Tag Archives: PIC

Wake-U-Up System


Zhiyong Hao and Zhuo Chen from Cornell Univercity build A PIC-based Alarm clock system that is different from most alarm clocks known.

This project is aimed to design a ‘Sleep and Wake-up Assistant’. Different from a normal alarm clocks which can only make noise, this alarm clock is designed to wake up a person in a comfortable and effective way by involving sound, light stimulation, motion detection and vibration. The functions of this alarm system are:

Wake-U-Up System – [Link]

CHIPINO – The Microchip PIC Based Arduino Style Module


Chipino is an electronics prototyping platform based on flexible, easy-to-use hardware and software. It’s intended for artists, designers, hobbyists, students, technicians, engineers and anyone else interested in creating interactive gadgets.

Chipino is not designed to replace Arduino, it’s just another option. Arduino is a great platform based on the Atmel microcontrollers. But many people prefer the Microchip PIC microcontrollers. There is a seemingly endless supply of software examples and application notes available for the Microchip PICs but a common hardware platform was missing.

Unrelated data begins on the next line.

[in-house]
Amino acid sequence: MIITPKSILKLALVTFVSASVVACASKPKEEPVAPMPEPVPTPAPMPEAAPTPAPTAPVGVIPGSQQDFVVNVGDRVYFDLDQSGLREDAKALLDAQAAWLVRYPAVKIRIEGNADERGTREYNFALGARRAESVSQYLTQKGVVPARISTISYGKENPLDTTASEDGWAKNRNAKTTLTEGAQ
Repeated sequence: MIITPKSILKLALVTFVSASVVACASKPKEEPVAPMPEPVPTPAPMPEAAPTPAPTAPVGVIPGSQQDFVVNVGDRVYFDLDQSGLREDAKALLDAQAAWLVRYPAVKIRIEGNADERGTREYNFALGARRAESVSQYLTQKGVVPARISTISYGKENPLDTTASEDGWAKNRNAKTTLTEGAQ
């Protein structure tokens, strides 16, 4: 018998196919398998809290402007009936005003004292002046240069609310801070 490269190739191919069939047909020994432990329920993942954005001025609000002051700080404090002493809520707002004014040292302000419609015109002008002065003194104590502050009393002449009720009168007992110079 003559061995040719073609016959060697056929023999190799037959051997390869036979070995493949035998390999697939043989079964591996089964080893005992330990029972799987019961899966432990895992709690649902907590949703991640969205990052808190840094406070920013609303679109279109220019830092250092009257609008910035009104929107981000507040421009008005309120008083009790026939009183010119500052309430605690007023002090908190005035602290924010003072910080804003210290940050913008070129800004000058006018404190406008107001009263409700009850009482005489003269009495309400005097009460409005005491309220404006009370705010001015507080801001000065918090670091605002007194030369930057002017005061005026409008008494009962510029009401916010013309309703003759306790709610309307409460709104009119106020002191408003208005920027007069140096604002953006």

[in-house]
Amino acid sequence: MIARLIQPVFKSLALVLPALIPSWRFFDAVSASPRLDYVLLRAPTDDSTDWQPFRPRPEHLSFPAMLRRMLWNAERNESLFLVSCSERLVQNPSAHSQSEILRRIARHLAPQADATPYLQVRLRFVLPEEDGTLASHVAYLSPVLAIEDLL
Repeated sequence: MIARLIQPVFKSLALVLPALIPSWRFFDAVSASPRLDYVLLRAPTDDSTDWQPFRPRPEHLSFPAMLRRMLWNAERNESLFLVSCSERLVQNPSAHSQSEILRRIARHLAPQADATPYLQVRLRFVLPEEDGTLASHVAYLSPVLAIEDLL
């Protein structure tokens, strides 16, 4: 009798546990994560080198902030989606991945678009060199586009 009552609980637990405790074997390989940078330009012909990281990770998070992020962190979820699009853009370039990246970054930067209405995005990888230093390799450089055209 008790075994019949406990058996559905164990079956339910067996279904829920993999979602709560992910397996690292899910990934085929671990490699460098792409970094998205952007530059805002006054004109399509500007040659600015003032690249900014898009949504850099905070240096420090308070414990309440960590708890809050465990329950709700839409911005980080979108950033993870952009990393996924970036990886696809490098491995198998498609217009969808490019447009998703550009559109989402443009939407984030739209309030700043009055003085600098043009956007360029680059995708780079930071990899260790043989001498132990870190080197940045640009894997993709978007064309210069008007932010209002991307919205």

CHIPINO – The Microchip PIC Based Arduino Style Module – [Link]

Pixie – 3W chainable smart LED Pixel


Ytai Ben-Tsvi @ ytai-mer.blogspot.com build a PIC based 3W LED Driver that is chainable. He writes:

LED Pixel: The Pixie is a color LED module, allowing an external controller to change its color and brightness dynamically.
Chainable: The module is designed so that you can chain many of them and control each one individually. If you know NeoPixels, this concept should be clear, but in case you don’t, imagine you want to build a project that requires 50 LEDs to be individually controlled. Naively, you would need to power each on of them individually, then connect each one of them individually to a controller. This would require tons of wiring, many pins on the controller, each one possibly driven by a specialized peripheral, such as UART or PWM. In short, this is not practical. With the Pixie, being chainable, you connect the first LED’s input pins to power and a single control pin (serial TX) on the controller. Then you connect the first LED’s output pins (power, ground, data) to the input of the second LED, and so on. Each Pixie in the chain consumes its own data, then relays the rest of the data down the chain, so the controller can control each Pixie individually, without being connected to each one.